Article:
Growing awareness of the serious, long-term effects of pollution, increased regulatory scrutiny and legal liability have created a demand for environmental insurance. Also known as environmental impairment liability and pollution liability, environmental insurance pays for claims related to the release of pollutants, including bodily injury, property damage, cleanup and business interruption.
The insurance came about as a result of the environmental movement. In the 1970s, Congress passed a series of major bills aimed at conservation, protection, recovery and pollution liability. Landmark laws included the Comprehensive Environmental Response, Compensation and Liability Act (CERCLA), known as the Superfund Act.
Environmental protection and liability
The Superfund Act was designed to clean up toxic chemical sites and spills, but it also established strict liability standards for owners and operators of sites, transporters to sites, and those parties responsible for any hazardous materials at the site.
As the National Association of Insurance Commissioners (NAIC) notes, these environmental laws “impose[d] clear liability on polluters. As part of their overall risk management, many businesses sought to acquire separate insurance coverage recognizing they were not fully protected under their general liability and property policies. Also, insurers, realizing they needed to reduce their potential exposures, started adding explicit pollution exclusions to their general liability policies starting in 1973.”
Over the course of a decade or more, insurers tightened these exclusions to the point that, beginning in 1986, general liability policies “exclude[d] almost all pollution and explicitly bar[red] coverage for any release of contaminants,” the NAIC says.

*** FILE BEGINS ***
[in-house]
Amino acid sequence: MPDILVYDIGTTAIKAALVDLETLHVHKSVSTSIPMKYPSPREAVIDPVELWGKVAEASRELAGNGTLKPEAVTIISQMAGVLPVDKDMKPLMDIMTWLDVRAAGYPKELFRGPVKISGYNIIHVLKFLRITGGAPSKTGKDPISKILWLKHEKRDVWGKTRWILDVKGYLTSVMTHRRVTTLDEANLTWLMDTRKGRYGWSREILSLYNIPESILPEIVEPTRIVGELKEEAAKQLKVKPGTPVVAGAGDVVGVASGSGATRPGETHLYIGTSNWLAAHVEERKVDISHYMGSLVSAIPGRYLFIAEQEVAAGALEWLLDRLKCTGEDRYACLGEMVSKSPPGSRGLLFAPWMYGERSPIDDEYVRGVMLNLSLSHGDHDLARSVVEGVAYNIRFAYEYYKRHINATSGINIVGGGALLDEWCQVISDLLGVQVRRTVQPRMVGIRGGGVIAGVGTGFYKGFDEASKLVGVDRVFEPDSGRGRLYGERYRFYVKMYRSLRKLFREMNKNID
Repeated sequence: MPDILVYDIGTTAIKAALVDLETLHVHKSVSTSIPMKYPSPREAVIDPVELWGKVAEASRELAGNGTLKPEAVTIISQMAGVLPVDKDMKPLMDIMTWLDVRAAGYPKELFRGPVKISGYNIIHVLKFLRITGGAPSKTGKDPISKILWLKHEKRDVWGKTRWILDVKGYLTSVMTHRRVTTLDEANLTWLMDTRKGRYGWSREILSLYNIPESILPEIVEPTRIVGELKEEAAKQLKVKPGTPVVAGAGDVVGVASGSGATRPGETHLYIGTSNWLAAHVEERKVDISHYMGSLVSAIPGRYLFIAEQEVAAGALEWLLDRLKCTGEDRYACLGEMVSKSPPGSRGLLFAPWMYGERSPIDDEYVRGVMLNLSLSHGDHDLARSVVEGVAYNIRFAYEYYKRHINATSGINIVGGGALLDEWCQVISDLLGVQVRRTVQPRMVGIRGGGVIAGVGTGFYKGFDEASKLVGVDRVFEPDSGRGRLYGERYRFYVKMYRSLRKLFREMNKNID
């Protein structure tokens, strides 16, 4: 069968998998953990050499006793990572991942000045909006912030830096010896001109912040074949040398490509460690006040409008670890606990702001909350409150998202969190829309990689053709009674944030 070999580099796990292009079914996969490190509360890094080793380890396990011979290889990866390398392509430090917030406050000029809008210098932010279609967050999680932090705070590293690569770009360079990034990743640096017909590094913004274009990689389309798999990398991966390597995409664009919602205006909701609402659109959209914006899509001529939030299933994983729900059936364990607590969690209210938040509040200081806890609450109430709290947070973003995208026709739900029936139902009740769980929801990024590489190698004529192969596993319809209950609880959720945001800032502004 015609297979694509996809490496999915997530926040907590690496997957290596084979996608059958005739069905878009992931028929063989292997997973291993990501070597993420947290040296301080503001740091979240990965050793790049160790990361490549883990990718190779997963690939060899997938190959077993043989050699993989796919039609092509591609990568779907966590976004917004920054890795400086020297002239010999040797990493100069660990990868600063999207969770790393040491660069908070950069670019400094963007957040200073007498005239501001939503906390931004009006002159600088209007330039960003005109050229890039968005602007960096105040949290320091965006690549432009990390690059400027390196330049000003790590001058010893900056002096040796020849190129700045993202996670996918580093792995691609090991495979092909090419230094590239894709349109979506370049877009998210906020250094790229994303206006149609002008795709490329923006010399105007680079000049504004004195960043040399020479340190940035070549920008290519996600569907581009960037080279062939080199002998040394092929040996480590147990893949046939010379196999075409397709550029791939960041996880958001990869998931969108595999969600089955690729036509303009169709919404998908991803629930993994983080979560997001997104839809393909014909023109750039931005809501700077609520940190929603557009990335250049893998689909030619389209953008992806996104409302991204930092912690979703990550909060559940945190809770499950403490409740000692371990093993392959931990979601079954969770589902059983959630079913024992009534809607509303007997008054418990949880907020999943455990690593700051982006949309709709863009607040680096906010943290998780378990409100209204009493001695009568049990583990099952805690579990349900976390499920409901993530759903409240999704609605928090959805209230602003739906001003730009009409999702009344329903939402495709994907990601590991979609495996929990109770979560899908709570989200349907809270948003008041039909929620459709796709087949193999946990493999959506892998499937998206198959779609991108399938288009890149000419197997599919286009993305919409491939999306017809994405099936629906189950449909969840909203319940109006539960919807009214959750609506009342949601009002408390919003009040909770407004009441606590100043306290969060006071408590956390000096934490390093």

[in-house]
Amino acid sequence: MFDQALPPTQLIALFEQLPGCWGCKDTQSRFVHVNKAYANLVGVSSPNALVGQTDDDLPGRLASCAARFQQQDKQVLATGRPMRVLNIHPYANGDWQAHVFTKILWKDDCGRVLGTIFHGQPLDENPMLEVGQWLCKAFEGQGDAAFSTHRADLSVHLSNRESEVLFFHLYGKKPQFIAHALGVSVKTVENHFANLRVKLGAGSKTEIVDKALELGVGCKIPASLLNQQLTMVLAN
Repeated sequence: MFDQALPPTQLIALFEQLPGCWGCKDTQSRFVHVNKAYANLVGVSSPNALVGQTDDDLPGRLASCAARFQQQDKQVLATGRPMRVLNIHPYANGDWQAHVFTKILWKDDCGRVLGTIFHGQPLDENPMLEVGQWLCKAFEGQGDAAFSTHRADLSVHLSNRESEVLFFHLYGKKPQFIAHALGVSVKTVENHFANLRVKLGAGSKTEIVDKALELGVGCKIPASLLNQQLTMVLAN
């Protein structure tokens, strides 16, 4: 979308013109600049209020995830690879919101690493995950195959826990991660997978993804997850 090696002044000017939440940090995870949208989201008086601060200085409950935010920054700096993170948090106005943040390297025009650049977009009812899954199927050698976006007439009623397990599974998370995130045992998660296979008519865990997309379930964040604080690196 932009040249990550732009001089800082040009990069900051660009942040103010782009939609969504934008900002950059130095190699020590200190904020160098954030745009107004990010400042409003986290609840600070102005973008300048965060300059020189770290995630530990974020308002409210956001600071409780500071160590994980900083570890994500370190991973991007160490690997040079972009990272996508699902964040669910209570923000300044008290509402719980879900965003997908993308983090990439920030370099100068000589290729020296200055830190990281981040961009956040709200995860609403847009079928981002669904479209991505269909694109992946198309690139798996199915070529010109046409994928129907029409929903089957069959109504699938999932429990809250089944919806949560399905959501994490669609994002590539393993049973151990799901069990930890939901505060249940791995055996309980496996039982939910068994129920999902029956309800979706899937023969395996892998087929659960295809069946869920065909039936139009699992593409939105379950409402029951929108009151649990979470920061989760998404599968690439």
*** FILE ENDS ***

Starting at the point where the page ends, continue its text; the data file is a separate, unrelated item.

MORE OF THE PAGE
Hence, the genesis of a separate environmental coverage to fill the gaps left by insurers in their general liability and property policies. The first environmental insurance in the form of pollution legal liability coverage was introduced in 1978, and contractors pollution liability was introduced in 1986.
Today, environmental insurance still falls primarily into these two types of coverage, along with a separate coverage sometimes found in professional liability insurance.
The basic types of environmental insurance
- Pollution legal liability (PLL) – A form of environmental impairment liability insurance, this policy protects the owners of an ongoing business operation. It covers new pollution and preexisting pollution, and it will pay for claims such as cleanup costs, loss of rent and business interruption. Any number of businesses might need PLL, including apartment buildings, hotels, manufacturing plants and hospitals. Even mortgage lenders, real estate agents and developers may need protection if the properties they handle are polluted.
- Contractors pollution liability (CPL) – This coverage is intended for contractors who are working on a job site and may release toxic chemicals into the air or water or contaminate the soil. There are a wide range of exposures CPL covers, including chemical spills, water contamination, inappropriate disposal of hazardous materials, and the release of mold and bacteria. For many construction projects, having a CPL policy may be a requirement of the contract.
- Professional liability – Professional liability coverage that doesn’t have a pollution exclusion provides some protection for pollution-related losses. You may also be able to add pollution liability as an endorsement (an addendum to your policy).
Environmental insurance is still evolving, and there are few industry standards and little regulatory oversight. This is because environmental insurance is sold in the excess and surplus lines market, which isn’t subject to the same level of regulation as standard property/casualty insurance.